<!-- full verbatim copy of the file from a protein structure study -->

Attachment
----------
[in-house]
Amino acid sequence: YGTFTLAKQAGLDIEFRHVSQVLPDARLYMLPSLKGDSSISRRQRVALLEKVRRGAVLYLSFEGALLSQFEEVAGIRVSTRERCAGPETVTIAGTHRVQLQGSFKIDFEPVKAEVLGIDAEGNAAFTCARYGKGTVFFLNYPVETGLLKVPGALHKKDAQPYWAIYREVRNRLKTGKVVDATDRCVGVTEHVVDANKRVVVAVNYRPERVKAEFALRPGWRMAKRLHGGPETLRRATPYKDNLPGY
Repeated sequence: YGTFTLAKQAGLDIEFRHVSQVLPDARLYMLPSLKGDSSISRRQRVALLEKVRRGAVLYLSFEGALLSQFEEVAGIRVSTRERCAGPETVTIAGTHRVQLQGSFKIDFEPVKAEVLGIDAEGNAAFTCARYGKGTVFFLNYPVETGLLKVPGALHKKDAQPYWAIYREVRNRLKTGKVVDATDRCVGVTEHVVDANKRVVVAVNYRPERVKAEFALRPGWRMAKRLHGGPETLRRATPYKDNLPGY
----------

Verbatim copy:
[in-house]
Amino acid sequence: YGTFTLAKQAGLDIEFRHVSQVLPDARLYMLPSLKGDSSISRRQRVALLEKVRRGAVLYLSFEGALLSQFEEVAGIRVSTRERCAGPETVTIAGTHRVQLQGSFKIDFEPVKAEVLGIDAEGNAAFTCARYGKGTVFFLNYPVETGLLKVPGALHKKDAQPYWAIYREVRNRLKTGKVVDATDRCVGVTEHVVDANKRVVVAVNYRPERVKAEFALRPGWRMAKRLHGGPETLRRATPYKDNLPGY
Repeated sequence: YGTFTLAKQAGLDIEFRHVSQVLPDARLYMLPSLKGDSSISRRQRVALLEKVRRGAVLYLSFEGALLSQFEEVAGIRVSTRERCAGPETVTIAGTHRVQLQGSFKIDFEPVKAEVLGIDAEGNAAFTCARYGKGTVFFLNYPVETGLLKVPGALHKKDAQPYWAIYREVRNRLKTGKVVDATDRCVGVTEHVVDANKRVVVAVNYRPERVKAEFALRPGWRMAKRLHGGPETLRRATPYKDNLPGY